Type 1 diabetes is entirely due to an almost complete deficiency of insulin. The deficiency is the result of the immune system erroneously attacking and destroying the insulin-producing cells in the pancreas. For the proper functioning of our bodies, it is necessary for insulin to be present at all times in the bloodstream and tissues, not only after we have eaten. Insulin is essential to maintain the structure of our tissues and prevent them from being broken down in an uncontrolled manner. Without any insulin present, our tissues literally melt away into simple compounds that leave our bodies when we urinate. Accordingly, people with type 1 diabetes have high levels of sugar and breakdown products of fat and protein in the bloodstream and urine and develop the typical symptoms described in Question 4.
Type 2 diabetes is due to a combination of our body tissues becoming resistant to the action of insulin (for the reasons described previously in Question 1) and the inability of the pancreas to make enough extra insulin to overcome it. Although this latter component of the problem is often viewed as a failure of the pancreas, it is not true in the strictest sense. While it is common for the insulin-producing capability of the pancreas to decline throughout later adult life, it was nevertheless sufficient throughout most of human evolution to prevent us from developing diabetes. It is only in recent times, when our lifestyle and environment have caused many of us to become very insulin resistant, that the insulin-producing capacity is unable to compensate. In the true sense, it fails because we impose an excessive load upon it. This is true, even for those of us who have a hereditary predisposition to becoming insulin resistant. The difference between the two forms of diabetes is illustrated in Figure 1.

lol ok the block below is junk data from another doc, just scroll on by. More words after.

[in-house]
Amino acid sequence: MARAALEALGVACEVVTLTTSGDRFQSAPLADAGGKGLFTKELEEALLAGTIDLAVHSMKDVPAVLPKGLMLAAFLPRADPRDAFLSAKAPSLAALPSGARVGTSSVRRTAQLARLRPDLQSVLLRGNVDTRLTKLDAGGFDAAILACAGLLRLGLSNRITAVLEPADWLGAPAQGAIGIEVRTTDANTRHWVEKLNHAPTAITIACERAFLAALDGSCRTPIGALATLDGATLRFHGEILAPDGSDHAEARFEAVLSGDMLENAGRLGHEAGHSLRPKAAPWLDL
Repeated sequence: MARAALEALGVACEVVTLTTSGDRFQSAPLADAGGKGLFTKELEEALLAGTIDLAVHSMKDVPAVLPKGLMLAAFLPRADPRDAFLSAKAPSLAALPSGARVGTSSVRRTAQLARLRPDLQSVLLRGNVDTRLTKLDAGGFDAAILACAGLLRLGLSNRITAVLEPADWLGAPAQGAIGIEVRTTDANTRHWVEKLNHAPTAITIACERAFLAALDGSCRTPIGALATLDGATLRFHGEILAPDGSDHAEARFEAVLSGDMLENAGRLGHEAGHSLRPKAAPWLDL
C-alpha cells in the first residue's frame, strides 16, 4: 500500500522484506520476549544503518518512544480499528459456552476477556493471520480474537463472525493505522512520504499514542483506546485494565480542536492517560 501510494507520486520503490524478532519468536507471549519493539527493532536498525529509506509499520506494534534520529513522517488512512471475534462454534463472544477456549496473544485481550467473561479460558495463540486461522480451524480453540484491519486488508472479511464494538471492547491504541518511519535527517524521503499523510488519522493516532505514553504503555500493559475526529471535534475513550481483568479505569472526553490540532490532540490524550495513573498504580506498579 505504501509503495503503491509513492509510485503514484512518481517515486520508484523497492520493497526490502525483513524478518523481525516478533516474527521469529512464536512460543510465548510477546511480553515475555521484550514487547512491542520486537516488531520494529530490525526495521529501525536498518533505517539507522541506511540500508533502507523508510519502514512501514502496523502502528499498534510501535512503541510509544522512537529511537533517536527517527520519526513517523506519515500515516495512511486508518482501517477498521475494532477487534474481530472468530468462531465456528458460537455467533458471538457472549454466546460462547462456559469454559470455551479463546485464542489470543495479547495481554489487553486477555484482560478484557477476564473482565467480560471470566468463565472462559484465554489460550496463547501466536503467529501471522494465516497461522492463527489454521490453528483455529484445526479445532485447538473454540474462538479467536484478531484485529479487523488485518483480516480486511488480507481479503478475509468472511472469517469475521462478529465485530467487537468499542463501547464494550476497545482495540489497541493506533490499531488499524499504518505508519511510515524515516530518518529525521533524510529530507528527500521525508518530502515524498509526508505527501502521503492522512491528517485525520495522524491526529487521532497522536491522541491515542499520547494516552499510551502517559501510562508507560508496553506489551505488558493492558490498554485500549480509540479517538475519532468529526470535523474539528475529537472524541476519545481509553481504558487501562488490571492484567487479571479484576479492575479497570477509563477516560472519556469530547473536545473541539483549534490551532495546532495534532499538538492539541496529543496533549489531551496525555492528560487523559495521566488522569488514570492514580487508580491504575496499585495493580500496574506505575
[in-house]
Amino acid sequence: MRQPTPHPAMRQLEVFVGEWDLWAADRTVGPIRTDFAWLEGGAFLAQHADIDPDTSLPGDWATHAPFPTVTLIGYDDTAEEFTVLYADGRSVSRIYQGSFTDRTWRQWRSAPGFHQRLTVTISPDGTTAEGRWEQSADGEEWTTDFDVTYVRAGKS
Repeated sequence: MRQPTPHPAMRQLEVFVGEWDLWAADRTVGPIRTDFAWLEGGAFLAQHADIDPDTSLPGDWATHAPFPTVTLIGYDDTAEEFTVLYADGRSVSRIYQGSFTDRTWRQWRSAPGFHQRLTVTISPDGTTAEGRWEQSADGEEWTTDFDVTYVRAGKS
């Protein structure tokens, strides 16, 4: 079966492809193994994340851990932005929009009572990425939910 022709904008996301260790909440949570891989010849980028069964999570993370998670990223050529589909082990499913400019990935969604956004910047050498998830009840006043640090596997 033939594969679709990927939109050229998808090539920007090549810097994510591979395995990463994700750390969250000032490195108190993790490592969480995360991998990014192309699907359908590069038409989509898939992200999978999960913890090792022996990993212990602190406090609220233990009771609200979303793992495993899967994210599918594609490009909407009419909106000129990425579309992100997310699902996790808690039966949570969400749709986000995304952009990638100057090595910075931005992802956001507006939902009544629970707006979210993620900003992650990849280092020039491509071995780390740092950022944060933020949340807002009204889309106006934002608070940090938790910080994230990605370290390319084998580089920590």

The body's system that protects it from foreign substances, cells, and tissues. The immune system includes the thymus, spleen, lymph nodes, lymphocytes, B-cells and T-cells, and antibodies.
Caused by a combination of body tissues becoming resistant to the action of insulin and the inability of the pancreas to make enough extra insulin to overcome it.
It is only in recent times, when our lifestyle and environment have caused many of us to become very insulin resistant, that the insulin-producing capacity is unable to compensate.
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